“Energy storage mandates and subsidies in California and other states will probably kill the GT peaking market,” said Mark Axford, Principal at Axford Turbine Consulting. The Deloitte study noted that utilities have demonstrated strong “voluntary demand,” as opposed to demand driven by policy mandates seen in the past, said the report.
Corporations, too, are demanding renewable generation and energy storage. Some are installing it at their headquarters and other facilities. Last year, for example, corporations signed Power Purchase Agreements (PPA) for renewable energy in excess of 13 GW. Apple purchased enough renewable energy to power all of its facilities across 43 countries last year. Facebook purchased 2.6 GW globally. Google sourced 100% renewable electricity for its global facilities. And Exxon purchased 575 MW of solar and wind via a Texas PPA.
GT market impact
There is no doubt that the rise of renewables and the financial incentives being given to energy storage are impacting GT sales.
Tony Brough, an analyst at Dora Partners, laid out the harsh reality. Since 2012, MW orders for GTs are down 50% and unit orders are down 57%. In 2018, MW orders fell 9.1%, though unit orders were 1.5% up due to a large order for a Russian/Ukrainian pipeline. By far the largest segment of the market lies between 150 MW and 300 MW. This represents almost half of all capacity in the field. However, that only accounts for 9% of worldwide unit orders.
Meanwhile, even larger GTs are experiencing growth. “The range above 300 MW may only represent 8% of MW orders, but it is growing fast, primarily in response to coal plant retirement,” said Brough.
On the vendor side, GE controls 52% of all GTs in MWs and 32% in units. MHI, said Brough, may only be at 9% of MW installed, but is reaping the benefits of hot section and cooling investments. This has enabled the company to grow robustly. Half or all installed units worldwide are in oil & gas, which is the fastest growing sector. Solar Turbines dominates here. As the leader in smaller units, it supplied 40% of all GTs worldwide.
Caption: The outer circle represents MW orders; the inner circle represents unit orders. Courtesy of Dora Partners & Co. and McCoy Power Reports
“Oil & gas is a huge opportunity for service,” said Brough. “Africa, too, is a region that could well explode in the next five to 10 years.” In the aeroderivative market, GE continues to rule via its LM2500 and LM6000 machines. Its five-year share amounts to 66%, with Siemens/Rolls-Royce at 10%, PWPS at 4.5% and United Engine Corp of Russia at 19.3%. The LM2500 and its variants gained more than 50% of all aero orders over the past five years, with the LM6000 taking up another 12%. The LMS100 managed 2.8%. PWPS picked up six FT4000 orders last year.
The overhaul and repair potential for aeroderivatives is worth almost $2 billion per year globally, said Brough. Two thirds of gas turbine sales over the next 10 years will include Dry Low Emissions (DLE) technology. In the U.S., aero unit orders were up 150% and MW orders up 87% in 2018. Globally, aero unit orders were up 15% and MW orders up 2.6%.
Brough predicts a doubling of the renewable share of power generation worldwide by 2030, reaching 20% of the market. That would bring it on a par with natural gas. By 2040, renewables should surpass coal as the biggest source of energy worldwide. Natural gas use will remain relatively flat through 2040.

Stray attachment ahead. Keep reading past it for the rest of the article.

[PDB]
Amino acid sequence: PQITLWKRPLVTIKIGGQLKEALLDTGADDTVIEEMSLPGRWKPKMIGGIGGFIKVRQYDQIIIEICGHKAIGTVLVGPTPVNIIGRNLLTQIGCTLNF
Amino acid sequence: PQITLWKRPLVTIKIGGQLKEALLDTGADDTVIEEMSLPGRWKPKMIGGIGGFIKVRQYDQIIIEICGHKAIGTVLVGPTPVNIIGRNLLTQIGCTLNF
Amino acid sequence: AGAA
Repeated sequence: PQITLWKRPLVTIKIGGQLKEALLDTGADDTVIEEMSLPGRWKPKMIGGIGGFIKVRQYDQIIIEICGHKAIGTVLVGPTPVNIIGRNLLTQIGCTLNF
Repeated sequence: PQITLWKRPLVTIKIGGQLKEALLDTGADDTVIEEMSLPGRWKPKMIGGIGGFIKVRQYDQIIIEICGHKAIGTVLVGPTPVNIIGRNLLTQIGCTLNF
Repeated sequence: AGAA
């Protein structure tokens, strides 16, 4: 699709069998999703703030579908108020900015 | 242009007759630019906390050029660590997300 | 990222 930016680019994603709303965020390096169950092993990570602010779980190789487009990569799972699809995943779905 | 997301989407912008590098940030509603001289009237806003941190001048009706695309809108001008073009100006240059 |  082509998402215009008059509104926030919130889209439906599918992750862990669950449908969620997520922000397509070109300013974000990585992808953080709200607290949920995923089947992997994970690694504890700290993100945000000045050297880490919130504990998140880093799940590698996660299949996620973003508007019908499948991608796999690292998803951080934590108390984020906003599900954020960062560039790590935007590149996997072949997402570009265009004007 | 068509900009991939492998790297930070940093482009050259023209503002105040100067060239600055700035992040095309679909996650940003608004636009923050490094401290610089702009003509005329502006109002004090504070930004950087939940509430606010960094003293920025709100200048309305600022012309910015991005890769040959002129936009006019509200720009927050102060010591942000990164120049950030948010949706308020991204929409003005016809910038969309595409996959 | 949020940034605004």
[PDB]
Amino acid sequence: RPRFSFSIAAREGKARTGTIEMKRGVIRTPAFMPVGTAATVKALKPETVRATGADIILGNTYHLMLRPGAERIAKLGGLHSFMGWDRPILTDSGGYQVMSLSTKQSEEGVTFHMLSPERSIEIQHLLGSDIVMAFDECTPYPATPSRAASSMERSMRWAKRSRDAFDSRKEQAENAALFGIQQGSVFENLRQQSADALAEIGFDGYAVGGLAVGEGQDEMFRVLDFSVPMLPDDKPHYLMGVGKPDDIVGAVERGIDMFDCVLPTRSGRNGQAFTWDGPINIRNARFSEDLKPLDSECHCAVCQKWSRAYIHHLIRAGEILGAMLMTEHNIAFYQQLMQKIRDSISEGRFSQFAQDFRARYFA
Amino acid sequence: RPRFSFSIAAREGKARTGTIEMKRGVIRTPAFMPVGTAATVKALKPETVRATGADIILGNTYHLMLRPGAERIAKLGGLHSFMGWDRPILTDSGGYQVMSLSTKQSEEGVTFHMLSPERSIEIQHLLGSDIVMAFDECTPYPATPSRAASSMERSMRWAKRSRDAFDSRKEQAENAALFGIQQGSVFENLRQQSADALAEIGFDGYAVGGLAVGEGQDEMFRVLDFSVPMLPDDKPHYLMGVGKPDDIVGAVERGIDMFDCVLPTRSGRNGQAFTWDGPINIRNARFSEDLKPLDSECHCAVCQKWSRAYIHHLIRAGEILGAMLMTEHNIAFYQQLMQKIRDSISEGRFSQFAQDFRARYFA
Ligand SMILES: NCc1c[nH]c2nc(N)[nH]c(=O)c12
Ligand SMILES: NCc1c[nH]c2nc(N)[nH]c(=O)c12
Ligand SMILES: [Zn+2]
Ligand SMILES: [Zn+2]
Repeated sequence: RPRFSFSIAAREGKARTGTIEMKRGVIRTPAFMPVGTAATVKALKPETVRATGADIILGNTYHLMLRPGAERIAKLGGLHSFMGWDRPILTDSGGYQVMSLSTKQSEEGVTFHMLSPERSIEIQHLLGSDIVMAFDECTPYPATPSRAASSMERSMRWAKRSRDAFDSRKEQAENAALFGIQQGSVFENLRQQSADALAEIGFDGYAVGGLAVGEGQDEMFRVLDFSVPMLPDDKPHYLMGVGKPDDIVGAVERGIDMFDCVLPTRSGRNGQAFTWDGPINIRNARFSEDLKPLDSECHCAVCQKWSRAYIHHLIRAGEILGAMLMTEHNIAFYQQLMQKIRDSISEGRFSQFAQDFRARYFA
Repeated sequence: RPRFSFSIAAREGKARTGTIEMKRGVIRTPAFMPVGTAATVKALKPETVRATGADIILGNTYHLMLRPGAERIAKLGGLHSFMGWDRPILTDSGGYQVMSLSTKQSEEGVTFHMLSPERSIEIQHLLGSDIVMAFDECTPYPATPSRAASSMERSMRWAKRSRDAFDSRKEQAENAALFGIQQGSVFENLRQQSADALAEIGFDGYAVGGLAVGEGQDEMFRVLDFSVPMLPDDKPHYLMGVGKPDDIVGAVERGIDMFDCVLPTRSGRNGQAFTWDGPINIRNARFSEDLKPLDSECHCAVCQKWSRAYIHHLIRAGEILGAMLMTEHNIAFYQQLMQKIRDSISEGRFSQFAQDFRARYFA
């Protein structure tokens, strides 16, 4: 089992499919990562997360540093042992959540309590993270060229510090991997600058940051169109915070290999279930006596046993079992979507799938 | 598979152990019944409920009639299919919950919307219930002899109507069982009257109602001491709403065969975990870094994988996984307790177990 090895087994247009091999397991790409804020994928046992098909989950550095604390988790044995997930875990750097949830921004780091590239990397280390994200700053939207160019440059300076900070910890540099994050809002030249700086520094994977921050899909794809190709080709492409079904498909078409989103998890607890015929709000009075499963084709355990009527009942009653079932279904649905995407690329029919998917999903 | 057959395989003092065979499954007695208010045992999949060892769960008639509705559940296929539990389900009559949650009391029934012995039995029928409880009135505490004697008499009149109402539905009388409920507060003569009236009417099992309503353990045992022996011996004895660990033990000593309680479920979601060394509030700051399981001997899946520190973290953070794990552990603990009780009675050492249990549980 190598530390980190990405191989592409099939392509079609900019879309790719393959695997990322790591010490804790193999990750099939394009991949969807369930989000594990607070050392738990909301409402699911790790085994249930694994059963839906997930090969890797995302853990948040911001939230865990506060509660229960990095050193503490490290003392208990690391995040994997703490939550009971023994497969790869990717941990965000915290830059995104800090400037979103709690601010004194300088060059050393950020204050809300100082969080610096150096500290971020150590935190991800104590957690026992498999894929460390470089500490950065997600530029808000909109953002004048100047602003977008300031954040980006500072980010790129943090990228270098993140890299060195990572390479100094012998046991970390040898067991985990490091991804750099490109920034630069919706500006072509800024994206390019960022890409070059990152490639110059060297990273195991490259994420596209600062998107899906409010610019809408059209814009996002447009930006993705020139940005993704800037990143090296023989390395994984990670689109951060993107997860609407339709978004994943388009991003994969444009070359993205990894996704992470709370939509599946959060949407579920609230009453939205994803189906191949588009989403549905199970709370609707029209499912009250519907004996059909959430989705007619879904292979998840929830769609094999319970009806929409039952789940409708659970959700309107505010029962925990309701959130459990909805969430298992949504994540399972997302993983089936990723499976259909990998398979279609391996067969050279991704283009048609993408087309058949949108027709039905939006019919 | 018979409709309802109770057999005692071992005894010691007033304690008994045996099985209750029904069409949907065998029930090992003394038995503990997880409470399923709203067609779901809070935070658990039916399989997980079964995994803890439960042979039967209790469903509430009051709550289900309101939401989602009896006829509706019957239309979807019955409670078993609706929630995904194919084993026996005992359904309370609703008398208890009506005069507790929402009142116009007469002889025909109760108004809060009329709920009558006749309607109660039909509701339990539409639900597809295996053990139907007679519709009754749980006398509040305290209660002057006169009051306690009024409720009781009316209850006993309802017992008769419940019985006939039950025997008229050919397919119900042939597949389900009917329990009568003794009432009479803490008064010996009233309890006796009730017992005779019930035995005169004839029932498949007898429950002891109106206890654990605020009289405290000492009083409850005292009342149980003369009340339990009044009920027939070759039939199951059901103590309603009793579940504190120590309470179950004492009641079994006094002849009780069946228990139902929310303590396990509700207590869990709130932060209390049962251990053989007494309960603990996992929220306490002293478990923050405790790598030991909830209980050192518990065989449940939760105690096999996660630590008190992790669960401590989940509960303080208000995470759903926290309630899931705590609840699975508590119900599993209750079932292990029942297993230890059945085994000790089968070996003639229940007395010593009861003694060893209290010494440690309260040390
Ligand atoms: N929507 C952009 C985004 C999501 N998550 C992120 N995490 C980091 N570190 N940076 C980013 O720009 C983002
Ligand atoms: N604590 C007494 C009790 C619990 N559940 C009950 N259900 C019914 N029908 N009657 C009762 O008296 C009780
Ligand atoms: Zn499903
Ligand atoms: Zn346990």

What is to be done?
Those cited earlier offered a few tips on how to respond to the changing gas turbine marketplace:
• Adapt existing GTs to grid demands and the heavy presence of renewables
• Challenge equipment suppliers to improve their products, add new capabilities and add value
• Target oil & gas, a big opportunity for aftermarket service
• Consider Africa, a burgeoning market within a decade • Sell and maintain aeroderivatives, likely to perform better than heavy-frame machines
• Focus on the overhaul and repair of aeroderivatives
• Follow the U.S, China and other regions expanding pipeline infrastructures
• Embrace LNG, a booming market.
Within the general oil & gas sector, opportunities will vary regionally and within various market niches. Axford called attention to the oil production statistics for Venezuela. In 1998, that nation produced 3.5 million barrels per day. Today production is down one million barrels. Venezuela has more oil than Saudi Arabia, but it is not as easy to produce. The last GT ordered by the country was in 2014.
“If the country stabilizes, there could be heavy demand to fix its turbomachinery as it seeks to ramp up production,” said Axford. In parallel with the decline of Venezuela, the U.S. has emerged as a major oil exporter. “The U.S. has become the peaking plant for world oil. When the price goes up, they turn the wells on,” said Axford.
LNG is another bright spot and good news for aeroderivative GTs, in particular. Brough noted that there will be another 11% jump in LNG trading in 2019, with that sector doubling over the next 15 to 20 years. “Import (and especially export) terminals are likely to benefit aeroderivative growth,” said Brough. “Operators prefer aeroderivatives over heavy frame turbines as they can shut a smaller engine down and still keep their LNG trains going.”
U.S. LNG export capacity has been steadily expanding. Cheniere 1 in Louisiana has a capacity of 27 MMTPY. The Dominion facility in Maryland has a capacity of 5 MMTPY. Three other facilities are coming online over the next year or so, adding 40 MMTPY.
“Oil and gas for export is a strong driver for GTs around 20 MW, especially in trailer-mounted format, as well as mechanical drive for pipelines and gas separation,” said Brough.
If you can’t beat them…
The old phrase, “if you can’t beat them, join them,” could be applicable to gas turbine OEMs, suppliers and the aftermarket. If wind farms, solar plants and battery storage are the wave of the future, it is up to the industry to find ways to fit turbomachinery into the equation.
Case in point: Wellhead Electric’s innovative approach in Norwalk, California. It has paired a GE LM6000 with 10 MW of battery storage for what is called the GE LM6000 Hybrid-EGT. Two units are now in service in California, and Southern California Edison has ordered two more. It offers quick-start, fast-ramping capabilities. The GTs can provide 50 MW of spinning reserve, flexible capacity, or peaking power, as well as reactive voltage support and primary frequency response when not online. The turbine can operate in standby mode powered by the batteries instead of consuming fuel. The control system blends output between the battery and the GT.